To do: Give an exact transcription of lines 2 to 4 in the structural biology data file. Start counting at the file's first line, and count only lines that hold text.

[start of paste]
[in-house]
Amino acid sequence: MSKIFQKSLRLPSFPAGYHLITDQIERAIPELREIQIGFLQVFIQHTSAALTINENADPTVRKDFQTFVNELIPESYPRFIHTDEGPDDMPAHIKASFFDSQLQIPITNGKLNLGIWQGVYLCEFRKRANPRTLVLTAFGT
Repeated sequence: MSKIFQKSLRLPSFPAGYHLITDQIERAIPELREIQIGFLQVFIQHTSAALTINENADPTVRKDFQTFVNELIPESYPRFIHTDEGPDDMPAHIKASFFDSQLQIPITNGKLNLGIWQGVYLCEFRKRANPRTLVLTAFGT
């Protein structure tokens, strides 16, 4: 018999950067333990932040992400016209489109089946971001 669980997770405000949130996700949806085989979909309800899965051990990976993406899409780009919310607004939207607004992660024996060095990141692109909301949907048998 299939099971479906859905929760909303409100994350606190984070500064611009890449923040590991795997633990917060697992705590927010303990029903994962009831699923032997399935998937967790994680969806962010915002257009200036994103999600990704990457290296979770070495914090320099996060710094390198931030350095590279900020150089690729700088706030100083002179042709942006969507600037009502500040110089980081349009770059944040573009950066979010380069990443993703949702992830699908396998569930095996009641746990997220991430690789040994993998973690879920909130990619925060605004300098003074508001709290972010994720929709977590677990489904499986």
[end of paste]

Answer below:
Amino acid sequence: MSKIFQKSLRLPSFPAGYHLITDQIERAIPELREIQIGFLQVFIQHTSAALTINENADPTVRKDFQTFVNELIPESYPRFIHTDEGPDDMPAHIKASFFDSQLQIPITNGKLNLGIWQGVYLCEFRKRANPRTLVLTAFGT
Repeated sequence: MSKIFQKSLRLPSFPAGYHLITDQIERAIPELREIQIGFLQVFIQHTSAALTINENADPTVRKDFQTFVNELIPESYPRFIHTDEGPDDMPAHIKASFFDSQLQIPITNGKLNLGIWQGVYLCEFRKRANPRTLVLTAFGT
């Protein structure tokens, strides 16, 4: 018999950067333990932040992400016209489109089946971001 669980997770405000949130996700949806085989979909309800899965051990990976993406899409780009919310607004939207607004992660024996060095990141692109909301949907048998 299939099971479906859905929760909303409100994350606190984070500064611009890449923040590991795997633990917060697992705590927010303990029903994962009831699923032997399935998937967790994680969806962010915002257009200036994103999600990704990457290296979770070495914090320099996060710094390198931030350095590279900020150089690729700088706030100083002179042709942006969507600037009502500040110089980081349009770059944040573009950066979010380069990443993703949702992830699908396998569930095996009641746990997220991430690789040994993998973690879920909130990619925060605004300098003074508001709290972010994720929709977590677990489904499986």